6
votes
5answers
418 views

Can someone please explain the syntactic rules at work here?

I'll use an example statement that's currently being used in a radio commercial for American Family Insurance (paraphrased.) They all told me that I couldn't build my dream home by myself; but, I ...
2
votes
2answers
109 views

“She left small pins in the shoes he wore to injure his feet” – is this ambiguous?

She left small pins in all the shoes he wore to injure his feet. I wrote this sentence and I thought it was fine. When I re-read it, the meaning became unclear to me. I want it to mean that she ...
-1
votes
1answer
57 views

Grammaticality of “if X then A. Otherwise if Y B”

I am explaining something that has the following structure if written in computer language: if X A else B However the condition X is quite subtle, and because of this I want to recall it when ...
24
votes
4answers
2k views

How do the rules of English inform understanding of one of our language's most disputed sentences?

Yes, historical context is important, but forget it for a moment. Taken at face value, what does the text mean? A well regulated Militia, being necessary to the security of a free State, the right ...
2
votes
1answer
49 views

Necessary relative followed by to-infinitive … conflict of level

Recently I wanted to bitch at my staff and I wrote the following sentence: Do you want someone who has taken off their shoes to prepare your drink without washing their hands? And then it ...
3
votes
1answer
3k views

“Fish fish fish fish fish fish fish”: valid sentence? [closed]

I have seen that buffalo buffalo... has been posted here before. However some sites claim also that the sentence Fish fish fish fish fish fish fish. makes sense. Can someone confirm and ...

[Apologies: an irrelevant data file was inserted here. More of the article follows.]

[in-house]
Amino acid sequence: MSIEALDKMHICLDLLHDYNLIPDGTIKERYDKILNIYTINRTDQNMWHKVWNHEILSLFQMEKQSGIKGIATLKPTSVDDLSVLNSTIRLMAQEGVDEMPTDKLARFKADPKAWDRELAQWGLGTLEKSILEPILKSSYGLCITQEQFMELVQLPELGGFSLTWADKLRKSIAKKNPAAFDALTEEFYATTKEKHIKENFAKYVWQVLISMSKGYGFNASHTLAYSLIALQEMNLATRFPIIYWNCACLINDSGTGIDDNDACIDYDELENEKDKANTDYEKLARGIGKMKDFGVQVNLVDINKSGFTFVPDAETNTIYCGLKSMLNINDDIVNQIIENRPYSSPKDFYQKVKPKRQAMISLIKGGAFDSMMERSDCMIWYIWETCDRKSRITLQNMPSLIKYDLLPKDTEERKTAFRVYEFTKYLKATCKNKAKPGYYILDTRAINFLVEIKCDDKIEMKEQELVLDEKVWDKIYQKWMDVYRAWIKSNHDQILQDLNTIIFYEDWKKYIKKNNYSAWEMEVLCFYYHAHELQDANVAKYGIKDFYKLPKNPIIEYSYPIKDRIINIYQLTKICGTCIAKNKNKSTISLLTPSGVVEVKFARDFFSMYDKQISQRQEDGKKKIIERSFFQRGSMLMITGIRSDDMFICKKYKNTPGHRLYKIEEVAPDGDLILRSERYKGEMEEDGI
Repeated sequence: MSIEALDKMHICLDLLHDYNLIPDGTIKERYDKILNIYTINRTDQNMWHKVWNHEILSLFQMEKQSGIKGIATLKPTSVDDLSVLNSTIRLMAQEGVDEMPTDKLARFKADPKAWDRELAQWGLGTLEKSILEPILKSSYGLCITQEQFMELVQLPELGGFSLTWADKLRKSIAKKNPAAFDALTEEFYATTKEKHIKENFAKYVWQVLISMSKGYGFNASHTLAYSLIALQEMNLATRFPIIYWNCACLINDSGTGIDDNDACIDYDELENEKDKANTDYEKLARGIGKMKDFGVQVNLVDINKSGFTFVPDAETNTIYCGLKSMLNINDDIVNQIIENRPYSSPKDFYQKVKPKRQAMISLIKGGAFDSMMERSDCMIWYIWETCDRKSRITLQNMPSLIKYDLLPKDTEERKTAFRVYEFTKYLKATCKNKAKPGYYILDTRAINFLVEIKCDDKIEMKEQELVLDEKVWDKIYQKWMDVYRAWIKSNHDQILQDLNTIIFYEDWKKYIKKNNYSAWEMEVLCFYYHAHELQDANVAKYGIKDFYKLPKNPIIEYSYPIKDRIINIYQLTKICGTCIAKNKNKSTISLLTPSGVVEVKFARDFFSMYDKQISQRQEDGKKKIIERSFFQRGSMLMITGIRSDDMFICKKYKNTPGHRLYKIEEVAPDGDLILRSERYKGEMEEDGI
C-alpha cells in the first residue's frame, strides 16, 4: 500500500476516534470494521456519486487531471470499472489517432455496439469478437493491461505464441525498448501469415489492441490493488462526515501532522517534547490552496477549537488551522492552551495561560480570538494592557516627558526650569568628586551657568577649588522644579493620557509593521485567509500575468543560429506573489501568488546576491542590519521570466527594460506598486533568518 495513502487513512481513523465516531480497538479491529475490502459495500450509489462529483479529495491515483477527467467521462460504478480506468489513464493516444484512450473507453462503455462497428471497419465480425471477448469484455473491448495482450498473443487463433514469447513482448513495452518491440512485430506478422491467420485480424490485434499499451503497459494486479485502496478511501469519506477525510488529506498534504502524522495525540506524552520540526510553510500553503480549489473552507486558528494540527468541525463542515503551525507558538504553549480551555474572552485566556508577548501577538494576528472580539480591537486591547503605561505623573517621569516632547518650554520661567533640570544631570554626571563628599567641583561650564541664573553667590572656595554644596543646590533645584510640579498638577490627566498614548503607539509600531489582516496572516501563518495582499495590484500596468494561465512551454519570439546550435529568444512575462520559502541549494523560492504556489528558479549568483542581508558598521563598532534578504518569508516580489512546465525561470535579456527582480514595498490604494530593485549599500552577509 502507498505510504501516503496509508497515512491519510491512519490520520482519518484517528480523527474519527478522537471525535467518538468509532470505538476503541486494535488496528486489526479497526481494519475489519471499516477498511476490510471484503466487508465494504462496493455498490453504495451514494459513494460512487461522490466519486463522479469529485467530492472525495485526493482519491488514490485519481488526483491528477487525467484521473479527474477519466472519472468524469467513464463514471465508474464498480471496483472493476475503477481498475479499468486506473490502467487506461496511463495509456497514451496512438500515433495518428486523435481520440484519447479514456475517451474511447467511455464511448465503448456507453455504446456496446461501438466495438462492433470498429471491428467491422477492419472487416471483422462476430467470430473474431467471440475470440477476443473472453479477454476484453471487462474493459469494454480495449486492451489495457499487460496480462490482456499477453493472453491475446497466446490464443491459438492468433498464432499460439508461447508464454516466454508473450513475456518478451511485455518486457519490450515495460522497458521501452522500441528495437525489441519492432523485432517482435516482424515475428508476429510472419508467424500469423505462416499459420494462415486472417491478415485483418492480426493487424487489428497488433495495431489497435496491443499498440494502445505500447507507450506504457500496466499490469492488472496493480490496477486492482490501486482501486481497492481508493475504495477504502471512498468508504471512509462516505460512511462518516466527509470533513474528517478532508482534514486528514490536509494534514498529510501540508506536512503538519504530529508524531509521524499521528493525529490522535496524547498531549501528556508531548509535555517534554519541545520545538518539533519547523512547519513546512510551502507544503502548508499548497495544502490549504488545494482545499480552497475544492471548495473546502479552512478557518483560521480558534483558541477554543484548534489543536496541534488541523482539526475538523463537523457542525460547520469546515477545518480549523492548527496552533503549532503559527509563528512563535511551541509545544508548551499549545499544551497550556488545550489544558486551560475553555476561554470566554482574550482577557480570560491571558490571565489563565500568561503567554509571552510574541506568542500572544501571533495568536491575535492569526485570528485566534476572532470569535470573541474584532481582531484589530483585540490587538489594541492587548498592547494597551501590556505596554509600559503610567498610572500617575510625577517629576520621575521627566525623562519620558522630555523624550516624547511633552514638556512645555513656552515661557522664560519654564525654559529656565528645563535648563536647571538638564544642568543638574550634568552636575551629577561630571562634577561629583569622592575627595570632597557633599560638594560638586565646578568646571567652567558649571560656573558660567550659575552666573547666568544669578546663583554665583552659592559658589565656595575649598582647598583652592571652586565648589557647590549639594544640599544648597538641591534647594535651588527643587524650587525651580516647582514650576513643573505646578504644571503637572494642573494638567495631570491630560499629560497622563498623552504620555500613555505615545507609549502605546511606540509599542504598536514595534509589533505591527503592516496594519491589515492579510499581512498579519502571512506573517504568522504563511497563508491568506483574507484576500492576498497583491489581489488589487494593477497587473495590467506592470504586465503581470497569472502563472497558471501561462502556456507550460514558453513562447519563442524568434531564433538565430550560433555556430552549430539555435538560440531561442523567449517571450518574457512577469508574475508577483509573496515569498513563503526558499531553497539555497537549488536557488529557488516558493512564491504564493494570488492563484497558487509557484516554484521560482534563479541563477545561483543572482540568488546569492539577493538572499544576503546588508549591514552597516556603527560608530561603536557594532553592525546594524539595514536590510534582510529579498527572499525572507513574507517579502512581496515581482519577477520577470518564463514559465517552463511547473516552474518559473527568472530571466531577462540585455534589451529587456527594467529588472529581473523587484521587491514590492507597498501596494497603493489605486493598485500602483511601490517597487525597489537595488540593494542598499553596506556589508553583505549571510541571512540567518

1
vote
2answers
267 views

Can I start a sentence with “Established in”? [closed]

So, I am proofreading a text which starts as follows: This is a bank established since 1900 with majority shareholding held by... I feel like it can be improved. Can I change it to: ...
14
votes
5answers
69k views

Should an adverb go before or after a verb?

For example: The word rarely turns up outside of those contexts. The word turns up rarely outside of those contexts. Which one is correct and why?
0
votes
1answer
74 views

Multiple things belonging to a group of people? [closed]

This phrase is coming up over and over in the paper I'm editing... basically the author is talking about the many different things all belonging to a group of people. For example (these are not the ...
0
votes
2answers
157 views

“most” vs “the most”, specifically as an adverb at the end of sentence

Which one of the following sentences is the most canonical? I know most vs the most have been explained a lot but my doubts pertain specifically which one to use at the end of a sentence. Do you ...
0
votes
1answer
97 views

Syntax: “But what it was I had forgotten”?

I had heard some story of her too, a critical, unpleasant story, but what it was I had forgotten long ago. This is a sentence from The Great Gatsby by F.Scott Fitzgerald. The clause after the but ...
0
votes
0answers
55 views

Number text followed by numeral in parentheses

Where I work, we commonly write out the text for numbers (specifically, numbers less than 10) followed by the numeral in parentheses. For example, Quarterly increase of four (4) thousand ...
2
votes
3answers
400 views

Do I have to repeat the same subject after “and” when introducing a new verb?

I’ve got a question about how to write this sentence with and: You don’t need and you mustn’t forget Versus: You don’t need and mustn’t forget. Which of those is well written? Is it ...
0
votes
1answer
66 views

Syntax of They're memories made

Nothing comparesNo worries or cares Regrets and mistakes They are memories made. Who would have known how bittersweet this would taste? These are some lines from the lyrics of "Someone Like You" ...
2
votes
4answers
122 views

What type of phrase is “I'm telling you,” when used for emphasis

Consider the following sentence: I'm telling you, I left it right there. In this sentence, the phrase "I'm telling you" is used to emphasise the truth of the clause that follows. What is the ...
2
votes
3answers
347 views

If we can fall in love, why can't we fall in anger?

Although we can look back in anger, we can't fall into it. I might argue that the phrase, to fall in love, has something to do with being helpless, of letting go and losing control. But what ...
19
votes
6answers
1k views

How can I prove a word is a noun?